RESPOND 2 / Carson Entertainment
Available Nov. 6, List Price $99.99
The king, CEO and night watchman of TV comedy, Carson reigned for nearly 30 years on The Tonight Show. Every current late-night comedy host learned from him: how to win over audiences, establish a show's pace, charm or confront guests. But as someone who watched and enjoyed The Tonight Show more or less regularly over the span of Carson's tenure, I had a strange revelation from cruising the contents of this 12-disc, 18-1/2hr. box set: he wasn't that funny. The punch lines to his monologue jokes can often been seen (and not just remembered) two sentences before they're delivered. His ad libs can be wry and surprising, but he's not as fast as Craig Fergsuon, as cutting as Jon Stewart.
The problem is not that topical humor the meat of Carson's monologue is a perishable commodity. On the contrary, that's just what makes Heeere's Johnny worth sampling. The box set is a giant time capsule of fashions in social attitudes, comedy stylings and hair styles. (That's why the absence of the tapes of most of his '60s shows is such a loss.) Carson's guest list comprised a wide range of entertainers and, especially in the first decade, intellectuals, whose pontifications now sound charmingly pompous and naive. Watching the parade of comics, you're less likely to laugh at what people are saying than what they're wearing the gaudy plaids and helmets of hair that passed as showbiz couture in the '70s. On these discs the incubation of celebrity can be monitored: Burt Reynolds became a star not so much from his movies as through the masculine charm and ready wit he radiated on The Tonight Show.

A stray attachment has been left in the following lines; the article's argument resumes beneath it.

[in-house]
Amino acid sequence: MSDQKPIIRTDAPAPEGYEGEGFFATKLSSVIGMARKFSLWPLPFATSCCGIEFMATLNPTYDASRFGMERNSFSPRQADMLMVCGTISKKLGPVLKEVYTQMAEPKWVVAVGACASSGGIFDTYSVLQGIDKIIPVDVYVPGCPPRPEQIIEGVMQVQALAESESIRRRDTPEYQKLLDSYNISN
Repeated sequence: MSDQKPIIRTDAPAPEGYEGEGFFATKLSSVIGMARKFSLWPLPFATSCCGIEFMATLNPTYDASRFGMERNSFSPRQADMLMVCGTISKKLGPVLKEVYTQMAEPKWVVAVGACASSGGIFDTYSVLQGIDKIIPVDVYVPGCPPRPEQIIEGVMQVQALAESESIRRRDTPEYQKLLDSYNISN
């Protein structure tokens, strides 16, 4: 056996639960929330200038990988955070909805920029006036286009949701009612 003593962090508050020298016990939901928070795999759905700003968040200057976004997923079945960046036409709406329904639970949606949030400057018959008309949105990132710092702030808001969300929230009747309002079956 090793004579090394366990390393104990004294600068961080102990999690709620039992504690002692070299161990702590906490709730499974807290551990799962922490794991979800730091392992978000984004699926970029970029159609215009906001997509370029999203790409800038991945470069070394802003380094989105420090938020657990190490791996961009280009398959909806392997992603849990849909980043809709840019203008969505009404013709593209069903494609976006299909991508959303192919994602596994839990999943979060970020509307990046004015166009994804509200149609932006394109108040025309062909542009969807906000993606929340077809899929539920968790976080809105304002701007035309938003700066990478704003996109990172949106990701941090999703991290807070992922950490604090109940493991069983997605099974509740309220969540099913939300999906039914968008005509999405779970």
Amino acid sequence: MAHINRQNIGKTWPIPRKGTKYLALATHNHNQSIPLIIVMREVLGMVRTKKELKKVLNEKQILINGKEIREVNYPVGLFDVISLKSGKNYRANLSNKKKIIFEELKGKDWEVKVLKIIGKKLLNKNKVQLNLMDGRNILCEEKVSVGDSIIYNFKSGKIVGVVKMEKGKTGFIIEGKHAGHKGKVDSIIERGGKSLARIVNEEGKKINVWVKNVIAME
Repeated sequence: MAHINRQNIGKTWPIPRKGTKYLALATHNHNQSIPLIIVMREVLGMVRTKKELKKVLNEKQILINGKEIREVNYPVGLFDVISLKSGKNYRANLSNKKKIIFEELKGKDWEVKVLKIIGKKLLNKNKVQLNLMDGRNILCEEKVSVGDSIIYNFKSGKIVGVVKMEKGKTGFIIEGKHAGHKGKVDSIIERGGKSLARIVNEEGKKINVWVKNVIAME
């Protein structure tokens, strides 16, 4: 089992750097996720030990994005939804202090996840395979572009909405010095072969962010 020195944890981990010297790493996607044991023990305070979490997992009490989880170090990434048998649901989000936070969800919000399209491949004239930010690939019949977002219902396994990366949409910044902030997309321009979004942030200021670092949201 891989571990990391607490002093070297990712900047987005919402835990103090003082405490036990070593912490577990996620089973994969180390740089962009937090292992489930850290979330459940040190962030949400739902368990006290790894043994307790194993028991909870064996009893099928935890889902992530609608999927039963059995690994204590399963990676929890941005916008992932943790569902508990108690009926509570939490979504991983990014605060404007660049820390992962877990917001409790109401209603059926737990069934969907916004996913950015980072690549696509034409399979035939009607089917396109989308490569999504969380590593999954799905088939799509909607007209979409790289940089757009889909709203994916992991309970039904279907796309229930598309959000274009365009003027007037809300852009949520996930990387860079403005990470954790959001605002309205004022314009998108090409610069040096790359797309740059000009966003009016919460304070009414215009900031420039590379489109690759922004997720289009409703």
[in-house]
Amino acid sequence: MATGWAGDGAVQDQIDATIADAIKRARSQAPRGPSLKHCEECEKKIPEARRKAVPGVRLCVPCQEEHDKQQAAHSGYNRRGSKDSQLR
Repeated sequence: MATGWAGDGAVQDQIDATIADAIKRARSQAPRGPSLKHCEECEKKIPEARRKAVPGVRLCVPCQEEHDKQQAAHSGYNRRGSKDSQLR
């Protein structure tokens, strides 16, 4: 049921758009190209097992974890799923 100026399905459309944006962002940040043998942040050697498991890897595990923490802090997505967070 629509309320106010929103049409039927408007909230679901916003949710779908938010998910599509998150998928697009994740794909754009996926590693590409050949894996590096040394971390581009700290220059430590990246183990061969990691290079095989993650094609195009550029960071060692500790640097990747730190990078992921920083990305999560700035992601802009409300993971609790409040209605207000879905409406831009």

For a man who spent something like 5,000 hours "being himself" on late-night TV, Carson was an expert guard of his emotional privacy. Hardly less than Stephen Colbert, who on his own talk show plays a character named Stephen Colbert, "Johnny Carson" was an amiable fiction sustained brilliantly and carefully by the real Johnny Carson, whoever he was. Not that this cool professionalism, this ringmaster's discipline, was a handicap to a talk-show host. Indeed, after the nightly primal scream of Carson's predecessor, Jack Paar, the new guy's sang-froid was a signal that America could relax and laugh a little before it went to sleep. Now, in this huge set, which is also available in its less expensive components ("The Original Ultimate 1ohnny Carson Collection," "Timeless Moments," "Stand-up Comedians" and "Carson Country"), we have reminders of why we stayed up.